Capitalism and Climate Change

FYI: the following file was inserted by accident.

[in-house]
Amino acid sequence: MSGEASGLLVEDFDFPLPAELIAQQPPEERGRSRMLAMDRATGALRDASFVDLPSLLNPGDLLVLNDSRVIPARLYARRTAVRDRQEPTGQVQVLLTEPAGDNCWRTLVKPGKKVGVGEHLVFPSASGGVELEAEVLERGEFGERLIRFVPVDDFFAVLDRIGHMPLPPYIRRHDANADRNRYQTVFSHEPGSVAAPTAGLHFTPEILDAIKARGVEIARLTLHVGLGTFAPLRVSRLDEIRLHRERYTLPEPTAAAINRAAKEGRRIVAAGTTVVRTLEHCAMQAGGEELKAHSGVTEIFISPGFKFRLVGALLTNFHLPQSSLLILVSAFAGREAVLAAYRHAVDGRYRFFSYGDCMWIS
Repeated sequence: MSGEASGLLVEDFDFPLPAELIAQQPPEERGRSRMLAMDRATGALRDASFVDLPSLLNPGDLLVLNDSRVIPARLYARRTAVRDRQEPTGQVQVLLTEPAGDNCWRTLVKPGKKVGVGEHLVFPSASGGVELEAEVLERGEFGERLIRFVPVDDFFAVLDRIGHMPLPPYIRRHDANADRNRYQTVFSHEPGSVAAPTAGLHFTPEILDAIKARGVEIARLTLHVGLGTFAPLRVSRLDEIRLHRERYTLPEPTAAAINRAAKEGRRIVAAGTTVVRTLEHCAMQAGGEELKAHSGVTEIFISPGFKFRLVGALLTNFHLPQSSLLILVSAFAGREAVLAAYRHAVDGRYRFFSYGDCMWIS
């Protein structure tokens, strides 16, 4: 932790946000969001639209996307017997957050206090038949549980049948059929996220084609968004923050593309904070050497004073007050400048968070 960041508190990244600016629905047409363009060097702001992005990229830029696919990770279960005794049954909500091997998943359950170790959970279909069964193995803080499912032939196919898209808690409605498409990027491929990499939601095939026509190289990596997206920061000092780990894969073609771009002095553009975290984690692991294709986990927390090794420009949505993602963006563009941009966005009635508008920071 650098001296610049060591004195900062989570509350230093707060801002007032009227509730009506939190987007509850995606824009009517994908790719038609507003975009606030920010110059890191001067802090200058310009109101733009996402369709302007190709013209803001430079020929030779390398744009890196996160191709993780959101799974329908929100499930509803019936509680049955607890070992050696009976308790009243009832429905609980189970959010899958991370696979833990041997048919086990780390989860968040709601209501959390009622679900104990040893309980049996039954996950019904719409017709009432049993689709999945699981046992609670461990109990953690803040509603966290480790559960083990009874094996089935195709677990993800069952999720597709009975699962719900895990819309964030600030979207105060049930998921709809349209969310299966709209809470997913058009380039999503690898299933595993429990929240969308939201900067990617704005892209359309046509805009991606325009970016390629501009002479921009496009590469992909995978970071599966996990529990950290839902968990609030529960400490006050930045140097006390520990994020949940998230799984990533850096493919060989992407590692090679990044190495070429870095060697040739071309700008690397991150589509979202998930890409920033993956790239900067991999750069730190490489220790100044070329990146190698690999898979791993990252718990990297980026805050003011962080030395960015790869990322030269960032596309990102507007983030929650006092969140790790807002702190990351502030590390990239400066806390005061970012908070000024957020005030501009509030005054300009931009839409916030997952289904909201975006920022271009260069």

Climate change is an example of a ‘tragedy of the commons’ scenario, whereby “communities may over-exploit shared environmental resources even where they know that they are doing so and are aware that it is against their long term interests” (Hardin in Baylis and Smith 2001, p. 459). In an economic system where access to the common resource – in the case of climate change, the common resource being the atmosphere’s capacity to absorb emissions without risk of dangerous climate change (Garnaut 2008, p. 173) – is un-regulated, or not uniformly regulated, each user has individual interest in utilizing it as much as possible, while the cost of over-exploitation is borne collectively by the world’s population (Baylis and Smith 2001, p. 459). It is hypothesised that the costs of anthropogenic climatic change will be unevenly distributed with “the countries expected to suffer most (being) those with a low income and high dependency on climate–sensitive food production”, such as approximately twenty African countries with 30-60% of Gross Domestic Product (GDP) in agriculture (Spash 2002, p. 165). This means that for developed nations who contribute a larger proportion of greenhouse gas emissions to climate change and are better placed in economic terms to adapt to such changes, unilateral action to mitigate climate change is not a priority. As previously mentioned, one role of democracy is to ensure that individual rights are not infringed upon by others pursuing individual gain, however the difficulty with the climate change crisis is that climate change is a global problem proliferated by faults in a global economic system that promotes individual autonomy and economic gain, whereas democracies occur at the level of nation-states and therefore only have responsibility to protect members of those states from being exploited and suffering under this system (Bohman 2005). Because is no way of enforcing emission reduction targets on a global scale, each individual country has an incentive to ‘free ride’ or benefit from other countries’ reductions in emissions without incurring any mitigation costs itself (Brennan 2009).